Hawaii to makes the lives of gay couples better

One of the most fundamentally dishonest positions of many marriage bigots is that marriage is all about children and reproduction. ‘Oh, we don’t hate da gays! We just want to create the best environment for children!’ I’m sure they are concerned with children, but that isn’t why they’re against gay marriage. We see this every time civil unions come up and they still oppose the measure. This is about not giving rights to a group of people based on who that group inherently is. That’s bigotry.

Now Hawaii has a chance to make the lives of gay couples better. (When put this way – an honest way – it’s all so clear.) The out-going governor, Linda Lingle, had this opportunity, but she instead decided to consult some wholly unqualified men who dress in silly garb. This undue respect given to the ignorant and silly resulted in less human happiness/more human suffering. It was unjustifiable by any reasonable measure.

But now this wrong has a good chance of being righted.

Hawaii voters opened the way for same-sex civil unions to become state law next year, with an election that gave victory to a pro-gay rights gubernatorial candidate and rejected many church-backed candidates.

The state House and Senate retained the Democratic majorities that approved a civil unions bill this year before it was vetoed, and Democratic Gov.-elect Neil Abercrombie has said he will sign a similar law if passed by the Legislature.

The move would make Hawaii, long a battleground in the gay rights movement, the sixth state to grant essentially the same rights of marriage to same-sex couples without authorizing marriage itself.

This doesn’t qualify as equality, but it is currently the best Hawaii can do. I hope 2011 will be the year gay Hawaiians are treated a little more like human beings.

Arguments against gay marriage

It’s funny because it’s true.

HIV: It’s still all about shape

The last time I wrote about HIV, I made the point that biology is all about shape; keep that idea in mind and a lot of things will suddenly start making a lot of sense. In that instance, I was writing about antibodies that were able to nearly universally attack HIV based upon one particular location on the virus which did not change shape. In this post I want to talk about a new study concerning protein differences.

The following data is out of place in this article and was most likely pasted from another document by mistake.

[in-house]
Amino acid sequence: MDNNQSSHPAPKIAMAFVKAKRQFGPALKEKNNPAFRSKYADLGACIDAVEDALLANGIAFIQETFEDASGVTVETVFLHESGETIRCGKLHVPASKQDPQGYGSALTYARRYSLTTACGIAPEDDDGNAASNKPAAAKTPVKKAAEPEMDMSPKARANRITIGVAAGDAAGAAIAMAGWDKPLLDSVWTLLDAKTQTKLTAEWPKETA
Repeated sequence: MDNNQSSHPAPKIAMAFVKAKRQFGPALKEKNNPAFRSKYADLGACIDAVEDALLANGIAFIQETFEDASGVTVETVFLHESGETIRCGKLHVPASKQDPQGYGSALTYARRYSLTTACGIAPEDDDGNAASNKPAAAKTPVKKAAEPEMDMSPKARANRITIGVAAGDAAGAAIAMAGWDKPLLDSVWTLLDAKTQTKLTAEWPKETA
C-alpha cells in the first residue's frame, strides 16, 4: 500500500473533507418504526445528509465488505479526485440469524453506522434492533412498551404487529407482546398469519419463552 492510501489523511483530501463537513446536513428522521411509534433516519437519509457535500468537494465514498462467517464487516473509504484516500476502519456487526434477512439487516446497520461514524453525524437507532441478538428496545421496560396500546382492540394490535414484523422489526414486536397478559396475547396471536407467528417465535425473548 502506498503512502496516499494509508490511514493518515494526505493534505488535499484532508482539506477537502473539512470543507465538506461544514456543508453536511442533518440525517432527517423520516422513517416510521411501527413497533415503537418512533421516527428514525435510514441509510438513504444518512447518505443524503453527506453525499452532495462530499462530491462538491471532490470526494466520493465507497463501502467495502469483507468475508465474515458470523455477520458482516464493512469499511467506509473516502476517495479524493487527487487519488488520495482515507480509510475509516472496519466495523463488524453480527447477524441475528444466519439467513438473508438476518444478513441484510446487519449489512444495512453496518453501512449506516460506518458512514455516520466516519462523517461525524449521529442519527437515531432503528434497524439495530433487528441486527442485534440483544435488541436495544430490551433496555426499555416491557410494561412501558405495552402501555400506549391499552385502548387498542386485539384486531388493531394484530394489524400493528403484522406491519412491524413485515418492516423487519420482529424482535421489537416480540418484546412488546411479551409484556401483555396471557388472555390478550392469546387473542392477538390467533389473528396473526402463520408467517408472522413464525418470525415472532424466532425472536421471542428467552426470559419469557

To define host genetic effects on the outcome of a chronic viral infection, we performed genome-wide association analysis in a multiethnic cohort of HIV-1 controllers and progressors, and analyzed the effects of individual amino acids within the classical HLA proteins

HIV controllers are just what you probably think they are: they are people whose bodies are able to control the impact of HIV. They maintain healthy levels of helper T Cells. Progressors, on the other hand, are people who follow the expected course after they contract HIV. In this study, a large group of controllers were taken and had their genomes compared to progressor genomes. Researchers found more than 300 (313, to be exact) SNPs on the chromosome 6 that separated these two groups.

This is a pretty specific area with a small amount of difference. In fact, on the HLA-B protein, a difference of just 5 amino acids makes all the difference in a single groove. It appears as though this is one of the most important differences between controllers and progressors, constituting a significant region which enables the immune system to control and limit the proliferation of HIV. The amino acid sequence changes the shape of the groove in controllers as compared to progressors. This change protects the controller against HIV and its deadly consequences.

Precisely how this change in shape keeps HIV from turning into AIDS has not yet been made clear, but it is very promising. Given the current state of research, I’m willing to predict we’ll see a cure for HIV before we see a cure for cancer.

Refs not to be punished

Those high school refs who wore pink whistles to support breast cancer research have won the day. Todd Stordahl, former Internet villain, has made the situation right.

“The WOA did not have nor continues to have any intention to fine, take away games or deny pay checks to any member due to wearing a pink whistle,” Stordahl said in a message on the WOA website.

He said the WOA “completely supports” many worthy causes, such as breast- and prostate-cancer awareness, but added there is “a process to follow.” Representatives from the two organizations will discus that process at an upcoming meeting.

“The last thing we want is to be at odds with each other,” Stordahl said.